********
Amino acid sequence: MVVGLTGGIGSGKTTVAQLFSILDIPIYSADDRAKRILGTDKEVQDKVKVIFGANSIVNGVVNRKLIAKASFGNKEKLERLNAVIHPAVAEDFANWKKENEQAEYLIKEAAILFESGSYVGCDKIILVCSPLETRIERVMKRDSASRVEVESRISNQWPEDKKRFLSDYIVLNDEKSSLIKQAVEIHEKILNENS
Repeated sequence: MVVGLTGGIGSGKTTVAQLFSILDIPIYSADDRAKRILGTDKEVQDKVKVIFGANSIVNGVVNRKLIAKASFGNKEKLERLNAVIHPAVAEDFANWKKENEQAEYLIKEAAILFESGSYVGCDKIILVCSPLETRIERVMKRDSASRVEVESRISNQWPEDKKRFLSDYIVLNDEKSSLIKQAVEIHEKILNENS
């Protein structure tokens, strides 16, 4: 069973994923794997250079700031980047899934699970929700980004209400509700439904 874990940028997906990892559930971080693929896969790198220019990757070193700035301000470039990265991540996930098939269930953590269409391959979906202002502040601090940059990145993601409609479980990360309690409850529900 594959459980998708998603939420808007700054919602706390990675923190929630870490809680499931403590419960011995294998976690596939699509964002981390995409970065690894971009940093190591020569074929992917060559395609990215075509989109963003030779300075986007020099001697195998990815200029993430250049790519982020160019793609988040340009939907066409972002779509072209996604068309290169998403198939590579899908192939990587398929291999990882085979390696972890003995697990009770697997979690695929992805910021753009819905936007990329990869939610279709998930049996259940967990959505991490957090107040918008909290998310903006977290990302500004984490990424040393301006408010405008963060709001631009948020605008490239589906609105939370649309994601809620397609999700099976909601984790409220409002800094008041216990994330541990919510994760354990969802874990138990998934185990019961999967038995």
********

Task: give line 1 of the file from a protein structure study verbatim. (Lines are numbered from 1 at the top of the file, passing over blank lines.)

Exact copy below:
Amino acid sequence: MVVGLTGGIGSGKTTVAQLFSILDIPIYSADDRAKRILGTDKEVQDKVKVIFGANSIVNGVVNRKLIAKASFGNKEKLERLNAVIHPAVAEDFANWKKENEQAEYLIKEAAILFESGSYVGCDKIILVCSPLETRIERVMKRDSASRVEVESRISNQWPEDKKRFLSDYIVLNDEKSSLIKQAVEIHEKILNENS